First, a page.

We’re sitting outside the Concordia Club and we’ve got a pork knuckle in front of us so bulbous and firmly encased in crackling it seems impossible a single person could defeat it. Underneath sits a mound of sauerkraut, mash potato and a moat of gravy. This dish is famous within the German community and it’s easy to see why – it sure is memorable.
Exactly like the Concordia Club, which unlike other Sydney community venues, has managed to shrug off its retirement home feel. It’s actually known for its great vibe.
“Club membership numbers are increasing although our German members are diminishing with age,” says the club vice president Teresa Sontag.
While we dine, young families fill the outdoor tables as many of the older members cut into schnitzels and kids stuff cream-covered cinnamon-heavy apple strudels into their mouths.
At the adjacent croquet club, white-polo clad elderly men and women swing wooden mallets between their legs, while inside, surrounded by German memorabilia, a traditionally dressed German man sits over a plate of leberkäse (German meatloaf, also known as liver cheese). On a stage next to him another solo man plays the accordion. In other words, it feels as much like a German club as it does a place locals like to hang.
Not that it has always been like that. When the Concordia Club opened in 1883 it was exclusively German, slowly growing in size, scope and membership until it also included Swiss and Austrians – then everyone else came. It’s changed a lot since the early days (including various venue changes and a long life as a dance hall), but a few things haven’t shifted: a dedication to German culture; a menu dominated by hearty Germanic classics; and a bar serving drinks from the same region.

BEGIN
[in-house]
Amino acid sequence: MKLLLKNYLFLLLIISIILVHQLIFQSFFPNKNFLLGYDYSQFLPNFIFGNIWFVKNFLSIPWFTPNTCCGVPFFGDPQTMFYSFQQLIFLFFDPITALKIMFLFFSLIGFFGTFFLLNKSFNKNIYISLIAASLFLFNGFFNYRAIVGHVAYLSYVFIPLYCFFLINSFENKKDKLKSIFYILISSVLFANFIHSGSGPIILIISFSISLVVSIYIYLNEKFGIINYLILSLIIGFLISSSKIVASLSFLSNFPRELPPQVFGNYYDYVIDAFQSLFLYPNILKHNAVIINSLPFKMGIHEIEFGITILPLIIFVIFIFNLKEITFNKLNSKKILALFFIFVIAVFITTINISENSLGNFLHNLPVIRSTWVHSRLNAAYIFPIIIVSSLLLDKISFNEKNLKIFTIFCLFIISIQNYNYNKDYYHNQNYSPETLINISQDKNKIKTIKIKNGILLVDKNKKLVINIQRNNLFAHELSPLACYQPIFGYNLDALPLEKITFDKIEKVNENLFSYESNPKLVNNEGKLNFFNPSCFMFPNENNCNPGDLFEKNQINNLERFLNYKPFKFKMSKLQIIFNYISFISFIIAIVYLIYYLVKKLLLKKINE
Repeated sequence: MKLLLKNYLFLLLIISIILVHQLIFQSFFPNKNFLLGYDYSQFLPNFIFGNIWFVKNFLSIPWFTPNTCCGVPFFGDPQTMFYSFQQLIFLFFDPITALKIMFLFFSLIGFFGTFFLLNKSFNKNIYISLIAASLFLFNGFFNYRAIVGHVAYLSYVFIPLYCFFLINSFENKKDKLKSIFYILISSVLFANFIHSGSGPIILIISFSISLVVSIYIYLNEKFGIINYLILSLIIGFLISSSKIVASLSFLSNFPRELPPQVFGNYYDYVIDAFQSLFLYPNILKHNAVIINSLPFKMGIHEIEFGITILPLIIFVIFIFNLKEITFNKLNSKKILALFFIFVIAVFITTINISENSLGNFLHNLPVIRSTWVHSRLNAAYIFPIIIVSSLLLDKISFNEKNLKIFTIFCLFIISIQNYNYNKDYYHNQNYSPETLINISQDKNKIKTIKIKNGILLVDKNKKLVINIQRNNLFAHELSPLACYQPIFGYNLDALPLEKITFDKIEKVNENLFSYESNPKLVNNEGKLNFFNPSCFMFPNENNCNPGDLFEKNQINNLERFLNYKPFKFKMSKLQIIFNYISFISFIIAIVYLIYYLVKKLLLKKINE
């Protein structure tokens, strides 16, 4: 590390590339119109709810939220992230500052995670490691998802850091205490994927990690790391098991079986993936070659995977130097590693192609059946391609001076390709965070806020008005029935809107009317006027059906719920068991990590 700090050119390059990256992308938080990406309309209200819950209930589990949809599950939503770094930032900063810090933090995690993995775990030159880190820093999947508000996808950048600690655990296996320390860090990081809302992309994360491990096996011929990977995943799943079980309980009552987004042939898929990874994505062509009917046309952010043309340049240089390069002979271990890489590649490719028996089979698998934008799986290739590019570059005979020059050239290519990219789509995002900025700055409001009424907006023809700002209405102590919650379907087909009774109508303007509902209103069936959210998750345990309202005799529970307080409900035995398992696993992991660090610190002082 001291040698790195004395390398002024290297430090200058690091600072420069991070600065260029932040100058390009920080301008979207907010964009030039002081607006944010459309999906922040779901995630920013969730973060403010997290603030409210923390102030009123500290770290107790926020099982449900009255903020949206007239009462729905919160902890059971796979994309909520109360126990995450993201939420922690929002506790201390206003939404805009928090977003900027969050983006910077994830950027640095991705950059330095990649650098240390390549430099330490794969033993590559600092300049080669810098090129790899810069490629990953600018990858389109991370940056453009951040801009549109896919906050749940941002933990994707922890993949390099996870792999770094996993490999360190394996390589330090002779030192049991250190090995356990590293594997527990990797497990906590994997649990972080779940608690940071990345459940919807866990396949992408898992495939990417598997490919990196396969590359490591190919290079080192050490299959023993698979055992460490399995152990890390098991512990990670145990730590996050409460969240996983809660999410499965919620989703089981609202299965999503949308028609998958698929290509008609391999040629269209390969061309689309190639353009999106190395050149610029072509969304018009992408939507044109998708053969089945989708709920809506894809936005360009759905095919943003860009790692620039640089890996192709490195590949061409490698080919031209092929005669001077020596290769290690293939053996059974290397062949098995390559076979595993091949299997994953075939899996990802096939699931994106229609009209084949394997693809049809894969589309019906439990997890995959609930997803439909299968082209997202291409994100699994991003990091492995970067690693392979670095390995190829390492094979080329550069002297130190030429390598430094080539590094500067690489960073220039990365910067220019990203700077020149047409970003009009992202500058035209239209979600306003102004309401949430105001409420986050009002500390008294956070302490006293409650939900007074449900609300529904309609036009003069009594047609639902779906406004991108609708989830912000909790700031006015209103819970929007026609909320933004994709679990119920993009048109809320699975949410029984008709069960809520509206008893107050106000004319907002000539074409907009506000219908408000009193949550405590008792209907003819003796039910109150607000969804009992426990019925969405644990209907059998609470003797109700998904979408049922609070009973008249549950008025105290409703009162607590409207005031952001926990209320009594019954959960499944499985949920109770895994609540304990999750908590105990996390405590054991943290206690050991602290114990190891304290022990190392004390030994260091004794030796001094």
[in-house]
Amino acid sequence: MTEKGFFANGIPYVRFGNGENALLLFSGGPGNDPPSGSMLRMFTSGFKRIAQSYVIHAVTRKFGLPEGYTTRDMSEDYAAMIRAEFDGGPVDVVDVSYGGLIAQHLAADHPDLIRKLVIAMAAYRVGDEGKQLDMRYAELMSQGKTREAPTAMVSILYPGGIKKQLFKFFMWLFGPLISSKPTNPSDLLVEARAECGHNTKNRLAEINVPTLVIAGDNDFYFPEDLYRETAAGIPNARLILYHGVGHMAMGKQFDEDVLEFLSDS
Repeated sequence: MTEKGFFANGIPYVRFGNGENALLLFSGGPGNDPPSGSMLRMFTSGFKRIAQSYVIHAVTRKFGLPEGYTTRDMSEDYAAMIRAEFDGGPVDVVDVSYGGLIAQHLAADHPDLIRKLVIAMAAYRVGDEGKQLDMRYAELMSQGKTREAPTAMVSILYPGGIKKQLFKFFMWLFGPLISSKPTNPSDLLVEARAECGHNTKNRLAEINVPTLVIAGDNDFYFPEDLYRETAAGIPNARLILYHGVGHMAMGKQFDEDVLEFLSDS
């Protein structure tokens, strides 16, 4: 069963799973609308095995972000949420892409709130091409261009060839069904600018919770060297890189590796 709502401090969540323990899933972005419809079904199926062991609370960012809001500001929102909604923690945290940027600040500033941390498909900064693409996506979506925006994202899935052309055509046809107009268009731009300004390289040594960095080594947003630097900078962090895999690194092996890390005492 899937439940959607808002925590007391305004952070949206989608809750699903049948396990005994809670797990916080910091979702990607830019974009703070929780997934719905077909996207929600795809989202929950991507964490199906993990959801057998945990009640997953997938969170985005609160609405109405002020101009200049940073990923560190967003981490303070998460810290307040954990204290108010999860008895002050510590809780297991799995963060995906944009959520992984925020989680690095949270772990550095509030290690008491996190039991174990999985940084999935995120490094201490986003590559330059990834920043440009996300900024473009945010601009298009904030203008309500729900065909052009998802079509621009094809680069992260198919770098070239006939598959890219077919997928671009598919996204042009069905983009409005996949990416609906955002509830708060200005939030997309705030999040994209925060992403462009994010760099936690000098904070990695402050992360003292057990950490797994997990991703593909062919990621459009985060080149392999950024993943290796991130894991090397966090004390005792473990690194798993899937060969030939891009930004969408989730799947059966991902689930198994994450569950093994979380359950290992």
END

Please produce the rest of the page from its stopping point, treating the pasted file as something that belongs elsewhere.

The regular menu is relatively short and straightforward. Along with the knuckle and schnitzel (served either jäger-style with mushroom sauce or zigeuner-style with capsicum sauce), you’ll find German sausages (from Bexley’s German Butchery); massive Austrian potato dumplings stuffed with meat; käsespätzle (stodgy pasta-like wheat dumplings covered in cheese and fried onion); as well as all the usual non-German club regulars.
We say regular menu because Sunday lunch is a different occasion all together. It’s when the club is at its most vibrant and when the kitchen serves the extended German range: cabbage rolls, liver-dumpling soup, roast meats, and even bauernschmaus – a massive “farmer’s” platter with one of almost everything we’ve mentioned.
With a glance around the room, at all the young families and the few elderly Germans, we ask Sontag if bauernschmaus and the other classic features of the club will last. “I don’t think we’ll ever become less German; that’s why people come here, they want the authenticity.”
1 Richardsons Crescent, Marrickville
(02) 9554 7388
Fri to Sat 12pm–3pm, 5.30pm–8.30pm
Sun 11am–3pm, 5.30pm–8.30pm
This is another edition of Broadsheet's Local Knowledge weekly series, where Nick Jordan explores the eateries at the heart of Sydney's different cultural communities. Read more here.